Threat and Responsibility: The Thing At 40

Threat and Responsibility: The Thing At 40

Considered a creature feature by some, a lifeline by others, John Carpenter’s The Thing almost derailed the filmmaker’s career. But there’s much to be learned from the film’s understanding of global threat and collective responsibility – Arden Fitzroy goes back to where it all began.

A Norwegian helicopter chases a dog across the cold desert of Antarctica. The pursuit is relentless, the helicopter’s passengers repeatedly firing with an intent to kill. Eventually, the dog reaches an American research station: US Outpost 31. The pursuers are taken down by the Americans in a shoot-out fuelled by frantic desperation to kill the dog. This is the only film that makes you root for someone who wants to shoot a dog. A first-time viewer may be forgiven for joining the Americans in feeling relieved for the dog – unless they speak Norwegian. The last thing the Norwegian pilot screams at the crew of US Outpost 31 before receiving a bullet between the eyes is, "Get the hell away! It's not a dog! It's imitating a dog! It's not real! Get away, idiots!” What a different film this might have been were he understood – and believed.

This somewhat unhinged opening is the first of many shocking, immortal set pieces in The Thing, and every time you think it couldn’t possibly escalate further, it does. Events unfold mostly from the point of view of Vietnam-veteran pilot R.J. MacReady (Kurt Russell) as he and the team try to discover what happened to the Norwegian base. When their investigations lead them to an incomprehensible humanoid corpse amongst the ruins of the base, they come to realise that the reason for the Norwegian incursion may be more than just cabin fever. It also hints at a better explanation than cook Nauls’ (T. K. Carter) suggestion that perhaps the USA is at war with Norway, which is not only a great reflection of the climate of paranoia gripping a world at the height of the Cold War, but a premonition of the way this climate will soon manifest within US Outpost 31.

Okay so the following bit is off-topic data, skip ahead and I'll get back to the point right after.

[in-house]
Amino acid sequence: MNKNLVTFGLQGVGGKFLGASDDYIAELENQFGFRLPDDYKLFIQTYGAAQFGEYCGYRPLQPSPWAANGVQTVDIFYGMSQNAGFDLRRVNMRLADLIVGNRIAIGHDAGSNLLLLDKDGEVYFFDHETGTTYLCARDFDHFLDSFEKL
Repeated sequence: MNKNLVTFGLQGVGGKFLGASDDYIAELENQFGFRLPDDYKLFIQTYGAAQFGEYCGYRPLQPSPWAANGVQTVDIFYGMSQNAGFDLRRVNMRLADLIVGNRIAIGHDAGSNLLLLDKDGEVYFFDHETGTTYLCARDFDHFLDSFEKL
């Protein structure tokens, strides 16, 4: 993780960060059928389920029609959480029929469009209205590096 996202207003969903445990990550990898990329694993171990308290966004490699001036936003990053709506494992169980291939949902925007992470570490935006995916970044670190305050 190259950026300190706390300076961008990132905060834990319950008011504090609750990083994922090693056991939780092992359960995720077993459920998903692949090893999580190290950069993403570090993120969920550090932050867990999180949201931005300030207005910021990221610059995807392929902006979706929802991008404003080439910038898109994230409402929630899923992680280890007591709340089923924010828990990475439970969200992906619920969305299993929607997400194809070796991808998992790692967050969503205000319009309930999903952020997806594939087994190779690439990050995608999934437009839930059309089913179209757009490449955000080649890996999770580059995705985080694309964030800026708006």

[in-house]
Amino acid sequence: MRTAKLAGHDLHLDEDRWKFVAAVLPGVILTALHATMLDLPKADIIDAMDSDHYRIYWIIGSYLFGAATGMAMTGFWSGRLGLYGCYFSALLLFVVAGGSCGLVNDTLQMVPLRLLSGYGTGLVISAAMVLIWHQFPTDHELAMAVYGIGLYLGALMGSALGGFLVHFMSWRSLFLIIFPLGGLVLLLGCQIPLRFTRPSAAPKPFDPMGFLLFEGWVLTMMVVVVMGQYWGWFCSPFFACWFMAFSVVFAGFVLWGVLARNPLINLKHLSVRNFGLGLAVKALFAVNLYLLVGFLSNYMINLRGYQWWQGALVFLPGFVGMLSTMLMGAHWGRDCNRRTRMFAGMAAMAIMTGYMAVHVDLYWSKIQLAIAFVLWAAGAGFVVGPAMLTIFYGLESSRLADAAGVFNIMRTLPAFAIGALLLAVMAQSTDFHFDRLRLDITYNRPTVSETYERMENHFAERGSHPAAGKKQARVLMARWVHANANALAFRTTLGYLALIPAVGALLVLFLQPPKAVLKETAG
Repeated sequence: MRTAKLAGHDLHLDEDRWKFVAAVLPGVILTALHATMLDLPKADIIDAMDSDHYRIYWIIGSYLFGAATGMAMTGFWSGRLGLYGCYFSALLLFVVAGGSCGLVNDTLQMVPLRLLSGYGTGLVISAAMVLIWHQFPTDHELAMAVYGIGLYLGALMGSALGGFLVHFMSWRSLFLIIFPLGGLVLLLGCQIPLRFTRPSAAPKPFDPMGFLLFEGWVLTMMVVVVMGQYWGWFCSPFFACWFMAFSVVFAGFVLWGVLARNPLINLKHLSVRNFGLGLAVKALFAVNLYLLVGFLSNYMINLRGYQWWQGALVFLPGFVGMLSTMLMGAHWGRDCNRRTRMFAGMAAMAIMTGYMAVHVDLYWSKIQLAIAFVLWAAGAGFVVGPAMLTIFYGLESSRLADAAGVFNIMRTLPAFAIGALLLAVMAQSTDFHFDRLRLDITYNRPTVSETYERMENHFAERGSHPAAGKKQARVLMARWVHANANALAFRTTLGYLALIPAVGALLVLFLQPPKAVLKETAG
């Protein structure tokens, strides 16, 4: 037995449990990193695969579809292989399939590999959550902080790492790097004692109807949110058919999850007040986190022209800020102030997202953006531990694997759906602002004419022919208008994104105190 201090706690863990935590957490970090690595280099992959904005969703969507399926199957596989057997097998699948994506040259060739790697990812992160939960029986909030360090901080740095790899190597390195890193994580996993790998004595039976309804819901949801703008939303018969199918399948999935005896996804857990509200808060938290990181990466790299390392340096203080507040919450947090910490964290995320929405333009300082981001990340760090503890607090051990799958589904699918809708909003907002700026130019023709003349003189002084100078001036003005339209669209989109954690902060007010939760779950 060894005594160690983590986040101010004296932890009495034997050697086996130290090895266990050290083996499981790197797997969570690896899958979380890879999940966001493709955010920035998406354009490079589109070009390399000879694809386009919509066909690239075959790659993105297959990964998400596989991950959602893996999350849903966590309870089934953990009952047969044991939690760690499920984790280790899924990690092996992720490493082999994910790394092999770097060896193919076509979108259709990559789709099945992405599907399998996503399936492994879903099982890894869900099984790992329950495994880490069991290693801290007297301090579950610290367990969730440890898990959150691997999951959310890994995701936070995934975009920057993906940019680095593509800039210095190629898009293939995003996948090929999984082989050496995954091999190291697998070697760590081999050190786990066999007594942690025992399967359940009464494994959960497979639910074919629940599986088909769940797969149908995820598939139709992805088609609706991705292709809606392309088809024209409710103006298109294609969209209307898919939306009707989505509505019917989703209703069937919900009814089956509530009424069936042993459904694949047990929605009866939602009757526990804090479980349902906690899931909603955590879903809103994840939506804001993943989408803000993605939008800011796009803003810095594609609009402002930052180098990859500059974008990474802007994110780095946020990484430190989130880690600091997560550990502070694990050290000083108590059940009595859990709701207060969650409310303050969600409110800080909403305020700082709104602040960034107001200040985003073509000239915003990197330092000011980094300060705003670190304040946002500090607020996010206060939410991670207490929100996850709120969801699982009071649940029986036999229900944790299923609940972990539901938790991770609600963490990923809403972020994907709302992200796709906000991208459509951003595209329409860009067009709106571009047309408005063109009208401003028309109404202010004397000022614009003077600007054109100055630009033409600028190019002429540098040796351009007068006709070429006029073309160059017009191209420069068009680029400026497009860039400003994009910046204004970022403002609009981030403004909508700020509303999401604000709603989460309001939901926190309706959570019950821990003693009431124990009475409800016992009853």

While the salvaged corpse is unrecognisable as human, the autopsy shows it had what appeared to be a normal set of human organs. Later, they find their new dog-friend transformed into a strange creature, attempting to absorb the rest of the kennel. Thankfully, chief mechanic Childs (Keith David) appears with a flamethrower just in time, and incinerates it. An autopsy reveals that the supposed stray dog was a bodysnatcher that replicates itself by perfectly imitating, and murdering, its host. Data recovered from the Norwegian base leads them to find an alien spacecraft, revealing that the Norwegian research team had unburied and awakened this creature after 100,000 years in the ice. The final piece on the board is set when senior biologist Blair (A. Wilford Brimley) runs a computer simulation indicating that should the Thing find a way to reach civilisation, it could assimilate all life on Earth in just over three years. And the probability that a member of the crew has already been infected? 75.